|Day 1 – April 22||Thames Barrier to Pimlico|
|Weather: Sun, Cloud, Wind, Rain||B&B: Kathy’s B&B|
|Departed: 10:00 Arrived: 16:30||Distance Today: 13.5 (+2) mi / 21.75 (+3.2) km|
|Total Distance: 13.5 mi / 21.75 km||Pint of the Day: Sharps Cornish Coaster Ale|
I’m sat in a little local pub called the Grosvenor, enjoying a pint of Sharps Cornish Coaster while an eclectic mix of music and banter fill the air. The fact that it took me 23 years to discover this pub, located a 10 minute walk from the B&B I’ve used as my London home for nearly a quarter of century, is mystifying but it’s one of many discoveries I made on the first day of my Thames Path walk.
This is the first time I’ve started a long-distance walk in London and the first time I’ve begun a walk in the middle a marathon. I learned about the London Marathon, and its 37,000 participants, only yesterday but decided to stick to my original plan. I therefore found myself on a jam-packed tube at 10:00 on a Sunday morning, a train was so stuffed that someone got jammed in the doors at London Bridge station. Apparently I was dealing with the crowd better than the London Transport employee who screamed “get out of the F’ing door!”. It seemed to do the trick because we were shortly on our way, but not before the train driver apologized for his colleagues strong language.
The majority of the mob de-trained at Canada Water and Canary Wharf and so when I got out at North Greenwich station I was almost on my own. I had planned to catch a bus from here to the Thames Barrier but with the race related road closures I decided it might be easier to walk the 2 miles to the starting point. I was wrong.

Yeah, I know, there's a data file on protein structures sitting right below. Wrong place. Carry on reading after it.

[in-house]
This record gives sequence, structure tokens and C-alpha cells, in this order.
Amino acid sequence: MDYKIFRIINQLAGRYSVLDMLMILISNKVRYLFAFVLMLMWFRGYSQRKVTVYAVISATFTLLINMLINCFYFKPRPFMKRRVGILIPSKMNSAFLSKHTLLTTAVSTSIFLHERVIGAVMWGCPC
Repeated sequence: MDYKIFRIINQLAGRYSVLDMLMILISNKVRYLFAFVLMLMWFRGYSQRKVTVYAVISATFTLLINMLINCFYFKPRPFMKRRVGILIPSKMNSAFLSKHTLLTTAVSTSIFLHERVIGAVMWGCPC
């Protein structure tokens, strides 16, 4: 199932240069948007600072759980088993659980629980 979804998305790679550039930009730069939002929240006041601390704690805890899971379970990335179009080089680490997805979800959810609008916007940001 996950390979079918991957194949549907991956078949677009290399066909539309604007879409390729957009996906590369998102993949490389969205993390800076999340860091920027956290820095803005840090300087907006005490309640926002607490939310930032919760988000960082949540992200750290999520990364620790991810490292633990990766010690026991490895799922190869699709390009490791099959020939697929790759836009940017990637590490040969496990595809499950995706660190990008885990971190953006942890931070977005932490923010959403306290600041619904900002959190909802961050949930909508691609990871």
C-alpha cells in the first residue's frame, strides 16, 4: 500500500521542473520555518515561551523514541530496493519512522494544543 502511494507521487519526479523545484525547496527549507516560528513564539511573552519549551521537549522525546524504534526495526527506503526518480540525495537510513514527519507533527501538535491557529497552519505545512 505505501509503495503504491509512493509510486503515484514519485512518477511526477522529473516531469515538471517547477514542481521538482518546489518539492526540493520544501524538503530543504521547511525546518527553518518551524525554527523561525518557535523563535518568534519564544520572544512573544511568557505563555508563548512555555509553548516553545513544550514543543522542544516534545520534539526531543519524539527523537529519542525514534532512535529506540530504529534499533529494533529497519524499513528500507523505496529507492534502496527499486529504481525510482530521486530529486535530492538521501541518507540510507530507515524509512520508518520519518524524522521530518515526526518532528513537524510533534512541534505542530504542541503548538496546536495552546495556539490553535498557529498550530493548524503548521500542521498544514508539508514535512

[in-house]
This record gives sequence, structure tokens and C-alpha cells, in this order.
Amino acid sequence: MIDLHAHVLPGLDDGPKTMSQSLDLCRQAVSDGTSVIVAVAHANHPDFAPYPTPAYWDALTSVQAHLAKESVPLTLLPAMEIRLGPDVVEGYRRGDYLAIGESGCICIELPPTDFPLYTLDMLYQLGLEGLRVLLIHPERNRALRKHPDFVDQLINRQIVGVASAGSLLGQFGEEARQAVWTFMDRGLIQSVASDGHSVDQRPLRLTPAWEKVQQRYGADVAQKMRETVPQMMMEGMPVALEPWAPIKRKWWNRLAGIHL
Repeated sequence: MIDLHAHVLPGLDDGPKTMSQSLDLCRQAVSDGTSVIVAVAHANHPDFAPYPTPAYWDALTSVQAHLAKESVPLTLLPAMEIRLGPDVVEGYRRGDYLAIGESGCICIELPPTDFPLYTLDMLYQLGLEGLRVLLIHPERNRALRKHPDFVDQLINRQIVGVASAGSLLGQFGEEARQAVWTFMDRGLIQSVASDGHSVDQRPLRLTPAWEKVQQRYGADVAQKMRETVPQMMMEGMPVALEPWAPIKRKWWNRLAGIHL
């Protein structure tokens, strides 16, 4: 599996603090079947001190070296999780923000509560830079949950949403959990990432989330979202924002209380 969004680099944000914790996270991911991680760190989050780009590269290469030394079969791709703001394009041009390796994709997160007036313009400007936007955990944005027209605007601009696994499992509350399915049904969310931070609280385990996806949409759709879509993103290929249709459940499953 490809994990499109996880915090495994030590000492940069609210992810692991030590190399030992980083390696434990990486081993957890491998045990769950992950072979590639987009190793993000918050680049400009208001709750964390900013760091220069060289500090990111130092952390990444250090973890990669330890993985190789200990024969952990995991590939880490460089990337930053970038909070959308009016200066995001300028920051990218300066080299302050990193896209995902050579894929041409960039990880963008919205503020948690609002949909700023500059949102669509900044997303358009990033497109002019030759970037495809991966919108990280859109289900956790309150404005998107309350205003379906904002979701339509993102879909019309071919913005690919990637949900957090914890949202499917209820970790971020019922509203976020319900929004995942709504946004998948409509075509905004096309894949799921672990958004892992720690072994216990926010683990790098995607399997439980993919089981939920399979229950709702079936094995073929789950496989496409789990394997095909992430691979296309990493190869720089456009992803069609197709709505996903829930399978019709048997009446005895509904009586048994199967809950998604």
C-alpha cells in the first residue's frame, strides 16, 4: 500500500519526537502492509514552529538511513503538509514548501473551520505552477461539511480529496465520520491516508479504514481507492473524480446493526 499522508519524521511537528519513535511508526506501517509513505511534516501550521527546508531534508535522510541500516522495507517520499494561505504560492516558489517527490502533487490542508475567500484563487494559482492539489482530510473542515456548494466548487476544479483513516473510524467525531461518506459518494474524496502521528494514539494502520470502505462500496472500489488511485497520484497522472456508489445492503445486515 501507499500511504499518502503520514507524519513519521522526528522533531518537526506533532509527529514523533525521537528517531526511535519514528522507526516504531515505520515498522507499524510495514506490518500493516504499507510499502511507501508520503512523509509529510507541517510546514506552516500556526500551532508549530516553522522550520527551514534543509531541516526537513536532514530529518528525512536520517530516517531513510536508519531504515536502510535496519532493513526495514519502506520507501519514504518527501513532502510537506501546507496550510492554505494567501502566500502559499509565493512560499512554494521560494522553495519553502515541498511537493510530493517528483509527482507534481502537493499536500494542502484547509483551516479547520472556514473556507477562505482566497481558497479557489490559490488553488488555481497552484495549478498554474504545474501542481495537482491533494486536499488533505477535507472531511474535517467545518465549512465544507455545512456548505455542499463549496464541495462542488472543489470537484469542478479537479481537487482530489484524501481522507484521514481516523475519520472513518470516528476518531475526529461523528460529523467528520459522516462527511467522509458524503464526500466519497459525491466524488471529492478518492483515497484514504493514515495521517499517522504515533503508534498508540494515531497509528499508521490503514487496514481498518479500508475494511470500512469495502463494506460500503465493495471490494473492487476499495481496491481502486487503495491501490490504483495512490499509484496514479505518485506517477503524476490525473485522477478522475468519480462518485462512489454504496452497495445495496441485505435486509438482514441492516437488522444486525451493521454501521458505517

Generally speaking this part of the Thames Path is ridiculously well signed. Unfortunately the path diversion just outside the tube station is not. It took me 20 minutes of backtracking before I found the Thames path and a sign telling me this section was closed and that I would have to backtrack to location I had just returned from. In the end it took me an hour of brisk walking to reach the barrier where I would turn around and retrace my steps. To be honest if the weather not been as beautiful as it was I might have begun my walk from the tube station. As it is my blog followers get full value for their money (and I get a second pint of Sharps).
The section between the barrier and North Greenwich station is a fascinating mix of industrial wasteland, yacht clubs and shiny new builds. The flood barriers began operating in 1982 and took 8 years to construct. Although the idea of engineering some form of flood defences for the Capitol had been around a long time it was the devastating Floods of 1953 that forced the city to act.
The Thames is a tidal river all the way up to Teddington Lock and it was just beginning to flow when I began walking west at just after 11am. This afforded me the opportunity to do some mud larking, or at least look for stuff I could have salvaged had I been packing some Wellingtons. I can now confirm that there are at least 36 mud-bound shopping carts between the barrier and the Greenwich Yacht Club. No doubt there are many more but not all parts of the path run next to the river.
I passed an interesting old pub called the Anchor & Hope, a 19th century building marooned in a modern day industrial park. I also walked through a very active aggregate yard, likely some sort of concrete business. These areas were punctuated by large open spaces, the former home to the massive warehouses and docks that dominated what was once the largest port in the world. Had I been here 120 years ago I would be gazing out on a forest of masts from the hundreds of ships loading and unloading their wares.